Review: Roald Dahl’s Charlie and The Chocolate Factory – The Musical, Wales Millennium Centre

Rachel and Andy Howells review Roald Dahl’s Charlie and The Chocolate Factory – The Musical at Wales Millennium Centre.

Great popping candy! Roald Dahl’s Charlie and The Chocolate Factory is now a stage musical!

In book-form and film media, Dahl’s magical tale has entertained children of all ages for decades. Now, courtesy of writer David Greig with music and lyrics from Marc Shaiman and Scott Wittman, the story of how Charlie Bucket and his Grandpa Joe take a magical trip to Willy Wonka’s Chocolate Factory is alive for all to see and at Wales Millennium Centre!

One wonders why it has taken so long for a Charlie and the Chocolate Factory musical to happen; Roald Dahl’s original story certainly pushes the imagination with the underlying message of building something out of nothing and remains as positive as it does inspire.

The show itself has a set encased in a cyberpunk stylised cataclysm for Charlie to find treasure from other people’s junk. It magically opens into a small home of which Charlie houses four grandparents in a bed, while there’s a study area and a side room for Charlie and his mum. On occasion this set switches to a shop exterior for children to purchase their Wonka bars.

As impressive as the sets in the first half are, the pace does drag a little as the plotline follows children around the world who search for 5 golden tickets to win a trip to Wonka’s magical chocolate factory. The narrative kicks into gear however, with the arrival of Willy Wonka himself. The second half drives along with more fun, action and laughs as characters such as Augustus Gloop and Veruca Salt meet their fates.

Gareth Snook as Willy Wonka and Isaac Sugden as Charlie Bucket star in Roald Dahl’s Charlie and The Chocolate Factory – The Musical at Wales Millennium Centre. Photo: WMC

Performance-wise, Gareth Snook blends eccentricity with charisma for his colourful portrayal of Willy Wonka and leads the cast on some of the production’s finer numbers too.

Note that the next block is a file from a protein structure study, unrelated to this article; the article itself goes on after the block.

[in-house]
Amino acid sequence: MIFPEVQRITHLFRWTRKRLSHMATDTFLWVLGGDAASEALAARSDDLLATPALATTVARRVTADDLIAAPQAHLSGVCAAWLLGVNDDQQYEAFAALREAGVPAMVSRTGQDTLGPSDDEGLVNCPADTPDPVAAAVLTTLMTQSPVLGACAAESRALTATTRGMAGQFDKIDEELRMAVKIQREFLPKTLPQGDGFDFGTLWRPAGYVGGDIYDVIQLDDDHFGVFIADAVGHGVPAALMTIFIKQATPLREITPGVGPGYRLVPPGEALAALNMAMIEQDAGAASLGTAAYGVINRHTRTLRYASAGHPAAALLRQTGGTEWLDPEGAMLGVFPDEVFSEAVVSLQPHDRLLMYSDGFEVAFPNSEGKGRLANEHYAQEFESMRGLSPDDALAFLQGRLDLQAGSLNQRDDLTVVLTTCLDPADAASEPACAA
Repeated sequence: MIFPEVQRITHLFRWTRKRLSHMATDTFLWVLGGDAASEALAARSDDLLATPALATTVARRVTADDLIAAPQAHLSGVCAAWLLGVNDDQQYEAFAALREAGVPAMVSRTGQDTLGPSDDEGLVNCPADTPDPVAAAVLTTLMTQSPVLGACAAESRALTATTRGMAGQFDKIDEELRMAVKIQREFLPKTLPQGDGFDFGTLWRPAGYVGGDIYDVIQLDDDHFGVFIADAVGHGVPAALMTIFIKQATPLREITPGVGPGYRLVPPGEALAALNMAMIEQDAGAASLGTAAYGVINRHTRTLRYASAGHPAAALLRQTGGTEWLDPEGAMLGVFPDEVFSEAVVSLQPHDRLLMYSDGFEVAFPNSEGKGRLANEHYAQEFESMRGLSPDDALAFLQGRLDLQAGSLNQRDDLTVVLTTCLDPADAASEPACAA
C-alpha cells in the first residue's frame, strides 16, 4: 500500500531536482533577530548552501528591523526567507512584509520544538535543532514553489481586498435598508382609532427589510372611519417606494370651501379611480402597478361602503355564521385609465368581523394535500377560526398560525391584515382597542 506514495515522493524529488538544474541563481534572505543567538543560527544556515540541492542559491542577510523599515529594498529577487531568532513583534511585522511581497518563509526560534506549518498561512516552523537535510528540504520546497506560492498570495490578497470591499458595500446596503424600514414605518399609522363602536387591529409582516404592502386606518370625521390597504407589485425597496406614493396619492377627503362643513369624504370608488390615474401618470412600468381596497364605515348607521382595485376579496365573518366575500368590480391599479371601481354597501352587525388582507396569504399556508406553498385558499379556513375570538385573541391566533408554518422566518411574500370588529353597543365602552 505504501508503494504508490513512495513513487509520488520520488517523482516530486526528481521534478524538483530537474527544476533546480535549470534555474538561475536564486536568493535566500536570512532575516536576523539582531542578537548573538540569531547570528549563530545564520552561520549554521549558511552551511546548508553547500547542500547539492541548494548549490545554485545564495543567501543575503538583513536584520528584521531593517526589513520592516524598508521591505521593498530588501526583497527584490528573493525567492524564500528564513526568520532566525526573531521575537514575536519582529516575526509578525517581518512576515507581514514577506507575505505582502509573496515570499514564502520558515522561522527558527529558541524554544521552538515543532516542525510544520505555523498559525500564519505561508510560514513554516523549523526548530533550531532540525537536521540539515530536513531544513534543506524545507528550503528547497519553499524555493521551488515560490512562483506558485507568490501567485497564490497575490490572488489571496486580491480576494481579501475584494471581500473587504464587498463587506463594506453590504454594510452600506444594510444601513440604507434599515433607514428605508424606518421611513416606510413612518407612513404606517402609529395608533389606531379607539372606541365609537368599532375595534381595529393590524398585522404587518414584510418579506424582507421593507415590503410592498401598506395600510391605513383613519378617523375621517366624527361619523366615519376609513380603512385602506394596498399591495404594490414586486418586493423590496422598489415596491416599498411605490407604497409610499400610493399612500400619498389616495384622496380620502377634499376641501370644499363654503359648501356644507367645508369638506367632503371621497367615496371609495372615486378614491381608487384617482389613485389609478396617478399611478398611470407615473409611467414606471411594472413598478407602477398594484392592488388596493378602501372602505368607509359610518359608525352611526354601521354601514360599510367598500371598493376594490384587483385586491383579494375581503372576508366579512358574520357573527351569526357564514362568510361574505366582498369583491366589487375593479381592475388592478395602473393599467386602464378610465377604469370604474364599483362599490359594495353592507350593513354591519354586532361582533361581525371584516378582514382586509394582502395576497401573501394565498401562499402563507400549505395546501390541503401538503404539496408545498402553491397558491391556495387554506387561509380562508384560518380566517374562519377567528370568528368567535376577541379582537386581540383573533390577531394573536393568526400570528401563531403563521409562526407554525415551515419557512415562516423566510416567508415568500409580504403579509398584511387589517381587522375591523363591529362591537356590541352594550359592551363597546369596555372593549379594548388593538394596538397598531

With a lot of pressure on his shoulders and almost never off-stage, Isaac Sugden was incredible as young Charlie Bucket.  Opening the show with the song Almost Nearly Perfect he portrayed the young down and out with great character and a captivating performance.  You see the relationship between him and Grandpa Joe (Michael D’Cruze) building beautifully throughout the first half.

Emma Robotham Hunt as Veruca Salt almost steals the first half of the with her ballet performance.

While the set in the second half was relatively simple the digital delight of the animations that distinguished the different areas of the factory was a visual treat. 

What I didn’t realise until the interval was that the cast members playing the grandparents and Mrs Bucket, Charlie’s Mum (Christopher Howell, Kate Milner Evans, Julie Mullins and Leonie Spilsbury) were in dual roles as parents of the lucky golden ticket children.  There was a significant difference between each of the actors’ dual performances and were another of the show’s highlights.

With an additional sprinkling of sweet-foil covered Oompa -Lumpa’s and a giant squirrel, Roald Dahl’s Charlie and The Chocolate Factory – the Musical has sugar-coated fun for everyone!

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